Grounds for Divorce in Pennsylvania

In Pennsylvania, there are both “fault” and “no-fault” grounds for divorce.

Most commonly, people file for a no-fault divorce. Unsurprisingly, the most common “fault ground” upon which people file for divorce is marital infidelity. I represent individuals who seek to file for divorce under either the No Fault and Fault Grounds for divorce. If you are considering filing for Divorce, it is important that you speak to an experienced attorney so that you learn about your rights and responsibilities upon separating from your spouse.

If you are looking for a competent, experienced attorney who will help you navigate through the difficult process of your divorce, call me today to schedule a free consultation. I have offices conveniently located throughout the greater Philadelphia area including Montgomery County, Delaware County, Chester County, and Philadelphia.

Some Common Questions About The PA Divorce Process

How long does it take to get a divorce in Pennsylvania?

The amount of time it takes to finalize a divorce in Pennsylvania is dictated by many factors. If the parties to a divorce action have been living separate and apart for a period of at least two years, then the Pennsylvania Divorce Code permits the parties to consent to the Divorce without the need to wait significant additional time periods. If there has not been a two year separation period, assuming a fault-based divorce is not being pursued, then the parties will need to wait at least ninety (90) days before they are allowed to consent to a Divorce. However, if the parties fail to agree on the economic terms of their Divorce, then the case could take months or years to be finalized.

What documents do I need to prepare for a divorce in Pennsylvania?

When I meet with a client whose case appears to be relatively amicable and straight-forward, I always advise that they collaborate with their spouse prior to filing for divorce to make a list of all of the marital and non-marital assets that exist between the parties. Once a list is made, all supporting documents for those assets should be gathered including bank statements, credit card statements, mortgage statements, statements of debts/loans, investment account statements, retirement account statements, etc. While it isn’t necessary to have all this information at the time of your initial consultation, I encourage all potential clients to gather as much of this information as possible early in the Divorce process to avoid delay and additional cost.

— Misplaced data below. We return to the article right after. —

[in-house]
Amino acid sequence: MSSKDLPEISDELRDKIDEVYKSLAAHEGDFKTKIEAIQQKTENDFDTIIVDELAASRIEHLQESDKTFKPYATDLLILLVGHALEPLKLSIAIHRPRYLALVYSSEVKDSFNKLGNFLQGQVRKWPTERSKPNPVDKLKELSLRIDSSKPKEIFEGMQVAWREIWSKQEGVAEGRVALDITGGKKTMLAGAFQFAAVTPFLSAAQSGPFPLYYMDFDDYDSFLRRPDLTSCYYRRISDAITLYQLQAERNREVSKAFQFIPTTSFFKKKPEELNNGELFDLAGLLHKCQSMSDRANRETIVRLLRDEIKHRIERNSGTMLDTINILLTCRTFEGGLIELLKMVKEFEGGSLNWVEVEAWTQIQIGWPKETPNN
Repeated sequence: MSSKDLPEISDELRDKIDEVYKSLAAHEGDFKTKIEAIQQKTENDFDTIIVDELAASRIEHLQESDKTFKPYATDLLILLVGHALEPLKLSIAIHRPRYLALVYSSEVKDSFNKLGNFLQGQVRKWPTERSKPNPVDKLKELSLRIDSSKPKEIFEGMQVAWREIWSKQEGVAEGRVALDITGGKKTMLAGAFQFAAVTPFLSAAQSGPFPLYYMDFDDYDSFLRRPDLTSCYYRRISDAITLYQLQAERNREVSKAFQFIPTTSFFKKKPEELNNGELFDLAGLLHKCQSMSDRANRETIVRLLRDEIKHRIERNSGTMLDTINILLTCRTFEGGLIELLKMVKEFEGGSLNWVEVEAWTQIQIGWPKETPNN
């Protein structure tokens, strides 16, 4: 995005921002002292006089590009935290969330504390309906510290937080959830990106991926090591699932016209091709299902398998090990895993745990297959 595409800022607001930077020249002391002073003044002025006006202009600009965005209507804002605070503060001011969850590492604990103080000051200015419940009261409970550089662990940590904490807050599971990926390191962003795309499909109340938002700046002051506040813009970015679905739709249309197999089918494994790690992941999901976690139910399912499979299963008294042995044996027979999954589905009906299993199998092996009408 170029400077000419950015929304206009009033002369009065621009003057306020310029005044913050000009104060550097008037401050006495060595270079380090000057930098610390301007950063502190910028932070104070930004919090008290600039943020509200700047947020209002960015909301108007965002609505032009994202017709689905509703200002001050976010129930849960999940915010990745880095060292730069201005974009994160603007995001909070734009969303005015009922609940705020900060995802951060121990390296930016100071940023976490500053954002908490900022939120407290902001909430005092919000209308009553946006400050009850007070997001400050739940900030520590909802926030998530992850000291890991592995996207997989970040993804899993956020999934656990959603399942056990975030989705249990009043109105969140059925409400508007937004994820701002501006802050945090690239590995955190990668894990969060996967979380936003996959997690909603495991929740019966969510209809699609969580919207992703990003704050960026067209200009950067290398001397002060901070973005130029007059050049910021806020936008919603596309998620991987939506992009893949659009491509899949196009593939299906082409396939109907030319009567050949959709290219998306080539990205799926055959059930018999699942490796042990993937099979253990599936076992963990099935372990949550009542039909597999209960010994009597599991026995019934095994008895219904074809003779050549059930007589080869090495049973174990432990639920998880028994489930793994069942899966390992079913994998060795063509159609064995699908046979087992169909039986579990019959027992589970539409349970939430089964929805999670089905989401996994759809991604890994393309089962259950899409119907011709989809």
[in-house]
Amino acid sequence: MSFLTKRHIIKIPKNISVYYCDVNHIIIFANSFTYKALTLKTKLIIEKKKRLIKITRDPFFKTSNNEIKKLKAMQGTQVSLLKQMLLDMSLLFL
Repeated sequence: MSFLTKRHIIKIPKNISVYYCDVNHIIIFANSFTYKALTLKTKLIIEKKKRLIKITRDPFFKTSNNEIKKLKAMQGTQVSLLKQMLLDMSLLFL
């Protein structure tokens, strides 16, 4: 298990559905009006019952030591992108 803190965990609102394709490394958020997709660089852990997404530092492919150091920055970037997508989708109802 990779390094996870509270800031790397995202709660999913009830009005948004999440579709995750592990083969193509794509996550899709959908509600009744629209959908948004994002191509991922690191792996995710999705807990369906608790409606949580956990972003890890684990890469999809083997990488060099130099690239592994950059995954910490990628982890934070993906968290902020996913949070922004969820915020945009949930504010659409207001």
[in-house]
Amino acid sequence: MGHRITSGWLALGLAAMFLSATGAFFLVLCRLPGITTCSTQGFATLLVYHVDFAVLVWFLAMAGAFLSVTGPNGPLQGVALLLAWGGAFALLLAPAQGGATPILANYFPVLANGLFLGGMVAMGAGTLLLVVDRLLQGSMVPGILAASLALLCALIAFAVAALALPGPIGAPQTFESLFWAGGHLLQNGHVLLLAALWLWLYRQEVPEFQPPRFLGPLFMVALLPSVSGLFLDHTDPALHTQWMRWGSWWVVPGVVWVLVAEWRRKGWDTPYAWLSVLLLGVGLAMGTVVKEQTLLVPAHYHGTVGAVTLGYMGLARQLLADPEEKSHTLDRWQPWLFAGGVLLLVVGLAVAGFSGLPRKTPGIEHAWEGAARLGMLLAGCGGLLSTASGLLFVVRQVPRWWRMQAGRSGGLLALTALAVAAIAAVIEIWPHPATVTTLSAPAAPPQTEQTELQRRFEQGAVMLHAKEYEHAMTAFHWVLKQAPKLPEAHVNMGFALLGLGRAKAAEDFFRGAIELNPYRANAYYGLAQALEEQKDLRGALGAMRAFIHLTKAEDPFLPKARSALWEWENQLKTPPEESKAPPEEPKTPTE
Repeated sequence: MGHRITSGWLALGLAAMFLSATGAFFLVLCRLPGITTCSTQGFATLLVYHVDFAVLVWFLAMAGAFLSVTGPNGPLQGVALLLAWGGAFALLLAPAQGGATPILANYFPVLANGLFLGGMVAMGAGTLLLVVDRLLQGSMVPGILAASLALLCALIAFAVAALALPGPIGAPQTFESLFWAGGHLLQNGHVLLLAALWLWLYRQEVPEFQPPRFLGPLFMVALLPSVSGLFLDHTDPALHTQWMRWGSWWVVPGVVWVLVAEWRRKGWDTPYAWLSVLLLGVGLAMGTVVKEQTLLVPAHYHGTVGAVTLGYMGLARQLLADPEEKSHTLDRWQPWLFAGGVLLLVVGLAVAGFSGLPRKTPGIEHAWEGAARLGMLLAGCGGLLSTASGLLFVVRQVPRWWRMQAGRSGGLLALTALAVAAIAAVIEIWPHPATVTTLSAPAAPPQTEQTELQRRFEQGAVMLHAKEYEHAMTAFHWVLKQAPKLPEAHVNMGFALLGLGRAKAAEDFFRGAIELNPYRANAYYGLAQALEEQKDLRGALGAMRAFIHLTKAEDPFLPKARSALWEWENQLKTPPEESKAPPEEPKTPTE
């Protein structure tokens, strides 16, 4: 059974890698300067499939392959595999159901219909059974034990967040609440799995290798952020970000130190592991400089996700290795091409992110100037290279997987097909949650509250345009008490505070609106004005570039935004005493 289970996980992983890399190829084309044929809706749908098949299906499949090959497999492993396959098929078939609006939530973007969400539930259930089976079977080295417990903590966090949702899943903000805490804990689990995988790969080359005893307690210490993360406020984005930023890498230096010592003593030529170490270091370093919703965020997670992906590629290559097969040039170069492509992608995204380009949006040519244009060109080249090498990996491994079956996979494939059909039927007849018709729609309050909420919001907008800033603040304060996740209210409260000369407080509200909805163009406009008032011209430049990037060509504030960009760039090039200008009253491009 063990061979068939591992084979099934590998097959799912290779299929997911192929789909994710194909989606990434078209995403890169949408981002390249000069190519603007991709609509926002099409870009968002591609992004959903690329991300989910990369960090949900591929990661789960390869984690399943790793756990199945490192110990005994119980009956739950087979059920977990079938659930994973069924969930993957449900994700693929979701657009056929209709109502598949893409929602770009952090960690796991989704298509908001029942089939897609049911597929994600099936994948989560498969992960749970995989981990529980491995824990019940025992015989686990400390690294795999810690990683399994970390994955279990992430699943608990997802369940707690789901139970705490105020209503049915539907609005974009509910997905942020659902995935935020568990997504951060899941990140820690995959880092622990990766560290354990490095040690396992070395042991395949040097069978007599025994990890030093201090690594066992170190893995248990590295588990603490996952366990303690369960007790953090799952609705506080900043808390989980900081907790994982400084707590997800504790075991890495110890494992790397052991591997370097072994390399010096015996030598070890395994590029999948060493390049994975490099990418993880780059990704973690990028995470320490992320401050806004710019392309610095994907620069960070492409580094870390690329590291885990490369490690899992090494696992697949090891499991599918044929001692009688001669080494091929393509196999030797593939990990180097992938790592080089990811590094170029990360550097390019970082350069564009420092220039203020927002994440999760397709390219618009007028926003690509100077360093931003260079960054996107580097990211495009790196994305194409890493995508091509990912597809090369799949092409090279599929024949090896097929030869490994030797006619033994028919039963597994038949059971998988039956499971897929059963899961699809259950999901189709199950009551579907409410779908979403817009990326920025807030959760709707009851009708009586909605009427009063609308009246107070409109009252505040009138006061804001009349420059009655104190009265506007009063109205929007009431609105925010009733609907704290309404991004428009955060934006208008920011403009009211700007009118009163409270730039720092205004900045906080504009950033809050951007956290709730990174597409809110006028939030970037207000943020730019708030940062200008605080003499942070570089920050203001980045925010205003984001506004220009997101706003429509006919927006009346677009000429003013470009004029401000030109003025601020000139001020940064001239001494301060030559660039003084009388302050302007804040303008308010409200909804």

How much does a divorce cost and how can I save money?

The cost of a Divorce depends upon the willingness and preparedness of the parties to resolve their differences. We bill clients on an hourly rate, and hence the more work that is necessary in preparing and pursuing your Divorce will increase the related legal costs. When any aspect of a Divorce matter becomes contested and/or needs to be litigated in Court, then the related attorney’s fees tend to increase significantly. Because the cost and stress of a Divorce can be alleviated when parties are willing and prepared, I often encourage clients to collaborate with their spouse in collecting necessary financial documents and discussing terms of a potential agreement. Where such cooperation is not possible, then all other avenues of dispute resolution, including litigation, should be considered.

What happens to the marital residence with a divorce?

Often the most significant asset in a divorce is the marital residence. If a home is acquired by the parties during the marriage, whether in both of the parties’ names, or in one of their individual names, then it is considered “marital property” and the value of the home is subject to division in the divorce. For example, if you own a home that has a fair market value of $400,000, and you have a mortgage against the home with a principal balance of $200,000, then there is approximately $200,000 of “equity” in the home, and the value of this equity is used when calculating the value of your marital estate and the overall division of your marital assets. This is only a simple illustration, and other factors such as realtors’ fees, taxes, and other liens will come into play when calculating the equity in your home.

In most instances, if one of the parties is going to remain in the marital residence after finalization of the divorce, then that party will need to refinance any existing mortgage in order to remove the other spouse from the debt. In the current economic climate, where real estate values have depreciated and banks have tightened lending/underwriting requirements, refinancing can prove to be difficult. It is not uncommon that the question of “how to deal with the house” causes delay and financial uncertainty in pursuing and finalizing a divorce.

In instances where neither party can afford to remain in the home, or where neither party wants to remain in possession of the home, then it becomes necessary to sell the house. In the event that the home is sold and there are resulting cash proceeds from its sale, then those proceeds are marital property and should be considered in the parties’ overall settlement of their divorce. Figuring out who will stay in the home, and whether the home will be refinanced, sold, or otherwise disposed of takes careful consideration of a number of factors. It is only possible to decide on a correct course of action if you have taken the time to learn about your options. Decisions on these issues involve important legal rights and you should consult with a knowledgeable Pennsylvania Divorce Lawyer before making these important decisions.


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